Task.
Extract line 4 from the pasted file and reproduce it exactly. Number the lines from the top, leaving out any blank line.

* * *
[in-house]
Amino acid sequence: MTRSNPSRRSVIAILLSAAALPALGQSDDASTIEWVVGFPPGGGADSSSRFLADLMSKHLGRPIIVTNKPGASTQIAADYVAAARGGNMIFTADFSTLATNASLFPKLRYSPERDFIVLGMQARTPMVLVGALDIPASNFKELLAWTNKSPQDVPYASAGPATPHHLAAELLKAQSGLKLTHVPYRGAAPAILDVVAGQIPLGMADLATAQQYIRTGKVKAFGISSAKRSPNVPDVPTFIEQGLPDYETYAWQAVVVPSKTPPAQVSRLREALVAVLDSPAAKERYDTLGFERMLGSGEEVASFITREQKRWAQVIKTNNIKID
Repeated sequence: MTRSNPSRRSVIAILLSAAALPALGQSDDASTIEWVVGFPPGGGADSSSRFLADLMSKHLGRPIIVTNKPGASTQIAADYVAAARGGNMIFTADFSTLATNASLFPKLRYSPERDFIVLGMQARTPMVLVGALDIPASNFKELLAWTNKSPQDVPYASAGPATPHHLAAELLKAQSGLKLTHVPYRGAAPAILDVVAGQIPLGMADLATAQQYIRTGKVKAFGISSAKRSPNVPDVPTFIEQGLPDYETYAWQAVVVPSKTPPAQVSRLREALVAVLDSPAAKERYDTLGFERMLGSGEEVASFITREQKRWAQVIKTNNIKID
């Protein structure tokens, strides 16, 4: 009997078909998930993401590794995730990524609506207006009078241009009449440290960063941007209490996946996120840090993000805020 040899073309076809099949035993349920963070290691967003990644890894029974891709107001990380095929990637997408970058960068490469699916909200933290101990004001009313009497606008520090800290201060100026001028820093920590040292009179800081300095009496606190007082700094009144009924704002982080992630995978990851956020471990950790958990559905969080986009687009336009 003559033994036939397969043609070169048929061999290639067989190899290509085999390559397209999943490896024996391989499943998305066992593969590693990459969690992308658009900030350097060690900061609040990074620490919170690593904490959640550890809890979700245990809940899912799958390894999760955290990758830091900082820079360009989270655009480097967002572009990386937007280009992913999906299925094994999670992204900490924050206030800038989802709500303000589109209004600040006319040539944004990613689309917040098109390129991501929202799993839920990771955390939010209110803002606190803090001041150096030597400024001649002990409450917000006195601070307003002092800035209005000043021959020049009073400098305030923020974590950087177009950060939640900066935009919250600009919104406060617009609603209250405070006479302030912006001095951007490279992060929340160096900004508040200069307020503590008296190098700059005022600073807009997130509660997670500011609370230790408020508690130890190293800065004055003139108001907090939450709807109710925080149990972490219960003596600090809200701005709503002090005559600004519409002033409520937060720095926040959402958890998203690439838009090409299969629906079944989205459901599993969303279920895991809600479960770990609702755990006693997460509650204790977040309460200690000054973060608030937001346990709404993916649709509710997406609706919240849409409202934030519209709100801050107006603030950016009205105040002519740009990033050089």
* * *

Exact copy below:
């Protein structure tokens, strides 16, 4: 009997078909998930993401590794995730990524609506207006009078241009009449440290960063941007209490996946996120840090993000805020 040899073309076809099949035993349920963070290691967003990644890894029974891709107001990380095929990637997408970058960068490469699916909200933290101990004001009313009497606008520090800290201060100026001028820093920590040292009179800081300095009496606190007082700094009144009924704002982080992630995978990851956020471990950790958990559905969080986009687009336009 003559033994036939397969043609070169048929061999290639067989190899290509085999390559397209999943490896024996391989499943998305066992593969590693990459969690992308658009900030350097060690900061609040990074620490919170690593904490959640550890809890979700245990809940899912799958390894999760955290990758830091900082820079360009989270655009480097967002572009990386937007280009992913999906299925094994999670992204900490924050206030800038989802709500303000589109209004600040006319040539944004990613689309917040098109390129991501929202799993839920990771955390939010209110803002606190803090001041150096030597400024001649002990409450917000006195601070307003002092800035209005000043021959020049009073400098305030923020974590950087177009950060939640900066935009919250600009919104406060617009609603209250405070006479302030912006001095951007490279992060929340160096900004508040200069307020503590008296190098700059005022600073807009997130509660997670500011609370230790408020508690130890190293800065004055003139108001907090939450709807109710925080149990972490219960003596600090809200701005709503002090005559600004519409002033409520937060720095926040959402958890998203690439838009090409299969629906079944989205459901599993969303279920895991809600479960770990609702755990006693997460509650204790977040309460200690000054973060608030937001346990709404993916649709509710997406609706919240849409409202934030519209709100801050107006603030950016009205105040002519740009990033050089």